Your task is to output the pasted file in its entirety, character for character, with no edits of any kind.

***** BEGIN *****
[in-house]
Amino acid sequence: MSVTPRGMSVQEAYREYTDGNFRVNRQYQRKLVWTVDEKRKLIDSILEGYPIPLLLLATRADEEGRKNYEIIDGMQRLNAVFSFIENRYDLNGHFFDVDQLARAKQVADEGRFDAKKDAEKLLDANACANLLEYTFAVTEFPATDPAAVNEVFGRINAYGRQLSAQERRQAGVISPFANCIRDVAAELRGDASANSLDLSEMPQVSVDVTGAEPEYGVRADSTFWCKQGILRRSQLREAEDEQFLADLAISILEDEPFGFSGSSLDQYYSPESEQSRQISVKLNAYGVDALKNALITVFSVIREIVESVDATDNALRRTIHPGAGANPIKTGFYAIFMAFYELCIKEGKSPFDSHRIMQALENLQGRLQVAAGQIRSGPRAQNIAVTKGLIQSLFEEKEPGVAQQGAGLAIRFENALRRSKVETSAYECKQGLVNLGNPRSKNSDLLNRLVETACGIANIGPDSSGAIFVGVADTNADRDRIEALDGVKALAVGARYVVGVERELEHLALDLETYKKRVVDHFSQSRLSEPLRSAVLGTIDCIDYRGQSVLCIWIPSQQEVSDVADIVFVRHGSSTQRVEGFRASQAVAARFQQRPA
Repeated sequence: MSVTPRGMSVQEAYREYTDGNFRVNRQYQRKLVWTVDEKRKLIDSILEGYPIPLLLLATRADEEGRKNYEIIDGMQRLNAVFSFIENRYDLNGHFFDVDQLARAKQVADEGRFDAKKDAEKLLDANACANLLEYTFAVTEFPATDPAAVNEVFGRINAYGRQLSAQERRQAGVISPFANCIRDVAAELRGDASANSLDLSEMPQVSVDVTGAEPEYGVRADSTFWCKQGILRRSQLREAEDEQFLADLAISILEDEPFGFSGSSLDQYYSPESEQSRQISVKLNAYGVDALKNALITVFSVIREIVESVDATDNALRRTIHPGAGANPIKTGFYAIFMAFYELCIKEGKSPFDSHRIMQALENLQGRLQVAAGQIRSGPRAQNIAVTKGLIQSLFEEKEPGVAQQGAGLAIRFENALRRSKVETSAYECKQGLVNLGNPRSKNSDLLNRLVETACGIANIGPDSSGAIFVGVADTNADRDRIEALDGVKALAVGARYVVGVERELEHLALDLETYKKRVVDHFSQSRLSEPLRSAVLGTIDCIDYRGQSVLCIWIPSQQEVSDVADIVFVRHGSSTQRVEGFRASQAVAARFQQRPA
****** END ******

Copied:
[in-house]
Amino acid sequence: MSVTPRGMSVQEAYREYTDGNFRVNRQYQRKLVWTVDEKRKLIDSILEGYPIPLLLLATRADEEGRKNYEIIDGMQRLNAVFSFIENRYDLNGHFFDVDQLARAKQVADEGRFDAKKDAEKLLDANACANLLEYTFAVTEFPATDPAAVNEVFGRINAYGRQLSAQERRQAGVISPFANCIRDVAAELRGDASANSLDLSEMPQVSVDVTGAEPEYGVRADSTFWCKQGILRRSQLREAEDEQFLADLAISILEDEPFGFSGSSLDQYYSPESEQSRQISVKLNAYGVDALKNALITVFSVIREIVESVDATDNALRRTIHPGAGANPIKTGFYAIFMAFYELCIKEGKSPFDSHRIMQALENLQGRLQVAAGQIRSGPRAQNIAVTKGLIQSLFEEKEPGVAQQGAGLAIRFENALRRSKVETSAYECKQGLVNLGNPRSKNSDLLNRLVETACGIANIGPDSSGAIFVGVADTNADRDRIEALDGVKALAVGARYVVGVERELEHLALDLETYKKRVVDHFSQSRLSEPLRSAVLGTIDCIDYRGQSVLCIWIPSQQEVSDVADIVFVRHGSSTQRVEGFRASQAVAARFQQRPA
Repeated sequence: MSVTPRGMSVQEAYREYTDGNFRVNRQYQRKLVWTVDEKRKLIDSILEGYPIPLLLLATRADEEGRKNYEIIDGMQRLNAVFSFIENRYDLNGHFFDVDQLARAKQVADEGRFDAKKDAEKLLDANACANLLEYTFAVTEFPATDPAAVNEVFGRINAYGRQLSAQERRQAGVISPFANCIRDVAAELRGDASANSLDLSEMPQVSVDVTGAEPEYGVRADSTFWCKQGILRRSQLREAEDEQFLADLAISILEDEPFGFSGSSLDQYYSPESEQSRQISVKLNAYGVDALKNALITVFSVIREIVESVDATDNALRRTIHPGAGANPIKTGFYAIFMAFYELCIKEGKSPFDSHRIMQALENLQGRLQVAAGQIRSGPRAQNIAVTKGLIQSLFEEKEPGVAQQGAGLAIRFENALRRSKVETSAYECKQGLVNLGNPRSKNSDLLNRLVETACGIANIGPDSSGAIFVGVADTNADRDRIEALDGVKALAVGARYVVGVERELEHLALDLETYKKRVVDHFSQSRLSEPLRSAVLGTIDCIDYRGQSVLCIWIPSQQEVSDVADIVFVRHGSSTQRVEGFRASQAVAARFQQRPA